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Signal Processing

Recent advances in FPGA and GP-GPU signal processing have enabled a significant increases in the real-time processing power of Photometrics and QImaging cameras. Recent cameras, including the new QI OEM series, perform defective pixel correction, removal of dark current background and implement HDR algorithms, all on camera using an FPGA (field programmable gate arrays with specialized signal processing capabilities). This processing power can also be extended to embedding OEM’s own algorithms inside the camera, in an IP protected environment. In addition, instrumentation builders can leverage in-line parallel processing on the host PC using CUDA and OpenCL based GP-GPU processing. To simplify the integration of streaming pixel data and GP-GPU processing, the PVCAM SPLICE library is available to instrument builders.

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Host Computer Interfaces

Photometrics’ experience in building digital cameras predates PC technology, while QImaging was the first to introduce the convenience of FireWire interfaces. This deep experience has provided lasting insights on how to maximize performance across variable PC architectures without increasing cost.

PVCAM cameras support USB2, USB3, IEEE1394, and PCIe host computer interfaces, under Windows 7 (32 bit and 64 bit), Windows 8 (64 bit), Linux (32 bit and 64 bit) on Intel processors, and Linux (32 bit) on ARM processors. The host computer is chosen based on the applications and markets served by the camera, and in some cases the camera offers the choice of interface depending on performance.

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PVCAM (Photometrics Virtual Camera Access Method) is a standard API across Photometrics and QImaging cameras. PVCAM uses a smart camera philosophy, where the API queries the camera for its capabilities. This not only simplifies the library, it allows the software architect to write general interfaces, and still easily switch between camera models without rewriting applications, even across different technologies like CCD and sCMOS. The benefit is that instrument builders can start development well before a particular camera is available, or quickly switch camera models when markets shift, without significant rework. This approach has been so successful that it is now widely mimicked across the industry, but it seldom achieved without a true intelligent camera approach.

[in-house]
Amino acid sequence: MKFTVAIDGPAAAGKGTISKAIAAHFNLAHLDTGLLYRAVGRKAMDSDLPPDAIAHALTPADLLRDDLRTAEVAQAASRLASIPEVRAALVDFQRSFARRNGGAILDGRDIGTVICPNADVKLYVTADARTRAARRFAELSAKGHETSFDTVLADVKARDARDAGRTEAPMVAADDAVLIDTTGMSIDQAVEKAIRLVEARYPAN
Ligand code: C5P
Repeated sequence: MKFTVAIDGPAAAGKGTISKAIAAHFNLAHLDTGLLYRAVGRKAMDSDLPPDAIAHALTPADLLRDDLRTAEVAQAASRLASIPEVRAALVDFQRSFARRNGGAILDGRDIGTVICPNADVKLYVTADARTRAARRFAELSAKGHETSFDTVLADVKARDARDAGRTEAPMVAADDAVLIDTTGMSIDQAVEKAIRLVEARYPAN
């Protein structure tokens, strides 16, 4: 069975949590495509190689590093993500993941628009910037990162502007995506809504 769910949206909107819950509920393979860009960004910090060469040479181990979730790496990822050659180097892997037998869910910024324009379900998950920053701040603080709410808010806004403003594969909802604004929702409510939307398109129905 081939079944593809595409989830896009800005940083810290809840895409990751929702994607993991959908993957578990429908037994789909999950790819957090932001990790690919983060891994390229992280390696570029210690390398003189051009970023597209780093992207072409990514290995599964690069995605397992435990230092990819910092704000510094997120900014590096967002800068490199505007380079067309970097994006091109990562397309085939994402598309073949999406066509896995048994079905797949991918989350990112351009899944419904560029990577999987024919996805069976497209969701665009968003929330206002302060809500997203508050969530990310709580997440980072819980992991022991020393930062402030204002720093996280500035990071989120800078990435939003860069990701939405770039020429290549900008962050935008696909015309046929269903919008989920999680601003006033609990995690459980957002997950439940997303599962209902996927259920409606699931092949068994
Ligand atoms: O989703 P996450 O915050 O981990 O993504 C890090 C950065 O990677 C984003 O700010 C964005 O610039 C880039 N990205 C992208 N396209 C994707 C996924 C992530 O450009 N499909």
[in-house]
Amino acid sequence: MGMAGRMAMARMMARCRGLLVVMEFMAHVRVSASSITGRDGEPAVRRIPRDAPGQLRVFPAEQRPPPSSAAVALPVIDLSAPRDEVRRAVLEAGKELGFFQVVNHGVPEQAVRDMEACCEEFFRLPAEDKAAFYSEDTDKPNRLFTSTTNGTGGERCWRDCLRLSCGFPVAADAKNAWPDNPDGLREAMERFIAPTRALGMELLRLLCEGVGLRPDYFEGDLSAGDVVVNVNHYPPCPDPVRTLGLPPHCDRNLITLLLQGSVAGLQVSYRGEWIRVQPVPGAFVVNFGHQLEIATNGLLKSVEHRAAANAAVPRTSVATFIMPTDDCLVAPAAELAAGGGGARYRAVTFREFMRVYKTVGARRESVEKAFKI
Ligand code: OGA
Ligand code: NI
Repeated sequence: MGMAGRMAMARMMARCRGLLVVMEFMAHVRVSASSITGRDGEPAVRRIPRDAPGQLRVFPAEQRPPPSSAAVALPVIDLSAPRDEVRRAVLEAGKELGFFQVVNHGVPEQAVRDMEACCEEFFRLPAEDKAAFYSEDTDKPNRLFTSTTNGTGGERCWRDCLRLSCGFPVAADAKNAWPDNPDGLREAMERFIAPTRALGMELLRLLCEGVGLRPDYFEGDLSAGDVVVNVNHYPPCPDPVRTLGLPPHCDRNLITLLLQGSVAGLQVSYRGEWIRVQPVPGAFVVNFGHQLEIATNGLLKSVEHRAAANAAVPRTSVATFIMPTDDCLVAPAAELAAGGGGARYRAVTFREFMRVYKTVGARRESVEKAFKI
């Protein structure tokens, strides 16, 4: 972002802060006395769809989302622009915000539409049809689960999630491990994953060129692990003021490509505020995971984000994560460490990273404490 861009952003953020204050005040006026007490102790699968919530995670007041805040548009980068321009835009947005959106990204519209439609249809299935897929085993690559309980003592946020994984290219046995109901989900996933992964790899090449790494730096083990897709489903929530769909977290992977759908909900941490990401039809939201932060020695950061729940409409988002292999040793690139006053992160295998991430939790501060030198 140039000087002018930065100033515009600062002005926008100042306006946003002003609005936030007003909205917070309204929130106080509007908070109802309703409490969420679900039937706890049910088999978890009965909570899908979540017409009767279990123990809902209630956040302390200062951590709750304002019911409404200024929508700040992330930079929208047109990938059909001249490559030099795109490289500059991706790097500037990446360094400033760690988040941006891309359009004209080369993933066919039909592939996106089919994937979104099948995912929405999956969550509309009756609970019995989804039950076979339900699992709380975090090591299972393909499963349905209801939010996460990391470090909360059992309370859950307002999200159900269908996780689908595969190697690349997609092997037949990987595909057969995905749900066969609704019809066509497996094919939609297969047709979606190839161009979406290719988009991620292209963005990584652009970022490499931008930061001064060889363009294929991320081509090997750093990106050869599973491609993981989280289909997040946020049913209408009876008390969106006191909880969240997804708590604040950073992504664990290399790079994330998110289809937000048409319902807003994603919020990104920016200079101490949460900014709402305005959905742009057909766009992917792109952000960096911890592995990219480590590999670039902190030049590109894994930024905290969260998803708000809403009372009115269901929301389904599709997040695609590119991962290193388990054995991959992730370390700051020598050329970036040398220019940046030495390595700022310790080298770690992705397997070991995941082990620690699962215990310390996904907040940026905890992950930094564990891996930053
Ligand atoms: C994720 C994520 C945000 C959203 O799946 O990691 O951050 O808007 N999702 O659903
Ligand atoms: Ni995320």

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3D Design and Modeling

The speed of current design requires full attention to 3D design practices. The process starts with sharing 3D models (STEP files are available on the product pages in this site) to optimize camera location and mounting points. Advanced CFD modeling is used not only for sensor cooling design, but also to assist OEMs to ensure camera operation is maintained inside their instrument enclosure.

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Learn about the background and history of QImaging and Photometrics